With some programs already done with the 2018 football season, the graduate transfer market has started to take shape in recent weeks, especially since new NCAA rules have allowed some seniors to play in four games and still maintain a final season of eligibility.
For the Texas Longhorns, there aren’t any strong indications so far of interest in any of those early graduate transfers, but after landing running back Tre Watson from Cal and left tackle Calvin Anderson from Rice in 2018, there’s now a blueprint for how head coach Tom Herman and his staff approach that market.
The staff was proactive in looking at positions that needed a boost and then effective enough as recruiters to land both of those players. The additions paid off, too, as Watson led Texas in rushing yards this season and Anderson started every game at left tackle, providing stability at a position that struggled last season when All-American Connor Williams was injured.
After the Sugar Bowl on January 1, Texas will lose both of those players, as well as two other starters along the offensive line, all three starting defensive linemen, both starting inside linebackers, and three starters in the secondary.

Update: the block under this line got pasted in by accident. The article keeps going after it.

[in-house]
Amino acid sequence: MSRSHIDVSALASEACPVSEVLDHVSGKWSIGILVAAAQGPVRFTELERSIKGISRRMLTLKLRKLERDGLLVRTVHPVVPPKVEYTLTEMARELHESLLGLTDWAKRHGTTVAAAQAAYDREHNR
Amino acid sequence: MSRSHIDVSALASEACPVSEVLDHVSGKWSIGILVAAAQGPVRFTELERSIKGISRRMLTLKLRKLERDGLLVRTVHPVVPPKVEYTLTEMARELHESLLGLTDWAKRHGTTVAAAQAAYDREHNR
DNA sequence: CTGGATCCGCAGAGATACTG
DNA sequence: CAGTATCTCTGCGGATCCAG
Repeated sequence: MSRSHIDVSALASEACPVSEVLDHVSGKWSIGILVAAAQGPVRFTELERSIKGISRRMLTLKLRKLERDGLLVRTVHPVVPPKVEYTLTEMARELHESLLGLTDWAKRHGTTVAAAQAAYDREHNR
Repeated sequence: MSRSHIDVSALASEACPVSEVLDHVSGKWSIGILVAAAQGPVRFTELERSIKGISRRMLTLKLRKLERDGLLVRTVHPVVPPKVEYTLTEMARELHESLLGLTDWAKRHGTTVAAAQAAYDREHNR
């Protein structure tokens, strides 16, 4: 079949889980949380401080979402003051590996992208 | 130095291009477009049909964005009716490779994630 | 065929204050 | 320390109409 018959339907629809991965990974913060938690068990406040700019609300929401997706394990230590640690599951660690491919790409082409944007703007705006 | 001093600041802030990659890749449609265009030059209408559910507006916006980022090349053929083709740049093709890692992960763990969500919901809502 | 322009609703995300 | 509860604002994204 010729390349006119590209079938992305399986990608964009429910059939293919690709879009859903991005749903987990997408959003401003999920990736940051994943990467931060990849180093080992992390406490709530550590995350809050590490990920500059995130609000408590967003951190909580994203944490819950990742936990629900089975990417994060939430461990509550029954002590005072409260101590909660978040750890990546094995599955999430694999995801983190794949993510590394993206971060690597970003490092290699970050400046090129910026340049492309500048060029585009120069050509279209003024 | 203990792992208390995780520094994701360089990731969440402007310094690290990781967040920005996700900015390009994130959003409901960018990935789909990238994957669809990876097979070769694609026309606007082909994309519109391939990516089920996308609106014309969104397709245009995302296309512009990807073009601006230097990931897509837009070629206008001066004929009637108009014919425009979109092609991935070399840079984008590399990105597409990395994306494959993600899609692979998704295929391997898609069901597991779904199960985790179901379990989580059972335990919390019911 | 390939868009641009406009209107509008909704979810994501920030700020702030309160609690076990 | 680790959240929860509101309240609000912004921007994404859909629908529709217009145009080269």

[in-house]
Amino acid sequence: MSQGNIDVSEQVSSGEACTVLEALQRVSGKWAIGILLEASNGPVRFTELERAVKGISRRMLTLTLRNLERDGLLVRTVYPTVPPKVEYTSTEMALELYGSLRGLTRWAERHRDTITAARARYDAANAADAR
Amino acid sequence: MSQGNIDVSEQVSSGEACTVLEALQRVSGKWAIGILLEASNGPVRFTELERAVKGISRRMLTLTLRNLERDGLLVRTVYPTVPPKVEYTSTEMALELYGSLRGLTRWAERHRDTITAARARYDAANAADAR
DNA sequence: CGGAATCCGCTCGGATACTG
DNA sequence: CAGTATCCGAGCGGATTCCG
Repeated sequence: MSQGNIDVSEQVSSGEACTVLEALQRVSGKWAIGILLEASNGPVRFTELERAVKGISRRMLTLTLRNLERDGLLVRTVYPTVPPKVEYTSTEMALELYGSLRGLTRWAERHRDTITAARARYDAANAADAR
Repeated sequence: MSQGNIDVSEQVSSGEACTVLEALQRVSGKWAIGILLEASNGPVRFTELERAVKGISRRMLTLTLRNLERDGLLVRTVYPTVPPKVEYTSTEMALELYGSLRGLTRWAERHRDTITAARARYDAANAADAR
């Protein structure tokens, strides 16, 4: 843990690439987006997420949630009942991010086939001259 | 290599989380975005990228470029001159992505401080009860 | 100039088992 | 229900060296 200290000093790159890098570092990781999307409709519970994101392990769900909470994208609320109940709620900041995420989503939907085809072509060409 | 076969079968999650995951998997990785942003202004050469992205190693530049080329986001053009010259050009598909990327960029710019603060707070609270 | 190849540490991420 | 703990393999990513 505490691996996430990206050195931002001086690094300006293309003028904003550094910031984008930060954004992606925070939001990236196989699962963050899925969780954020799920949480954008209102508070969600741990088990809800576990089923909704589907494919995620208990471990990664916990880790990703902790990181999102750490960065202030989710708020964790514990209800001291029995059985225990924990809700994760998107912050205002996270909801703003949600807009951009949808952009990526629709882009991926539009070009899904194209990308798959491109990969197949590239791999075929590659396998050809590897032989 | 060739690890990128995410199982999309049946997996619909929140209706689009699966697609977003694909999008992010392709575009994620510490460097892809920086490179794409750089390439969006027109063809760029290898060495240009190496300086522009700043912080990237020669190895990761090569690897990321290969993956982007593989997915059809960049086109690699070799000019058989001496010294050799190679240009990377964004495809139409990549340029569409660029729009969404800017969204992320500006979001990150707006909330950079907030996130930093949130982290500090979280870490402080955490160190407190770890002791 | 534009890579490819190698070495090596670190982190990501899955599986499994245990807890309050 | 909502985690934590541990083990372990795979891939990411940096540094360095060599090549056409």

So, Herman and his staff may look to the graduate transfer market to add depth and potential starters along the offensive and defensive lines and at linebacker. Cornerback is another possibility, but feels less likely.
Are there any names to know at the moment? It’s still relatively early, but there’s one name that bears serious mentioning — former Butler left tackle Tommy Kennedy.
Originally from the Chicago area, Kennedy was a two-year starter at Butler and a second-team all-conference selection this season. Since announcing his decision to become a graduate transfer several weeks ago, he’s emerged as arguably the hottest name on the market, earning a numerous offers. On Monday alone, Kennedy picked up offers from Arizona State and Oklahoma State.
Like Anderson, Kennedy is an athletic player with good feet in pass protection and the athleticism to get out in space. At 6’5 and 290 pounds, however, he may struggle to change the line of scrimmage at the point of attack as he makes a leap in competition level.
There’s no evidence to suggest any Texas interest in Kennedy, but it’s still worth paying attention to the former Bulldogs standout and keeping an eye on the graduate transfer market as a whole as it continues to mature in the coming weeks.
Update (Tuesday 10:36 p.m. Central): Herb Hand started following Kennedy at some point on Tuesday.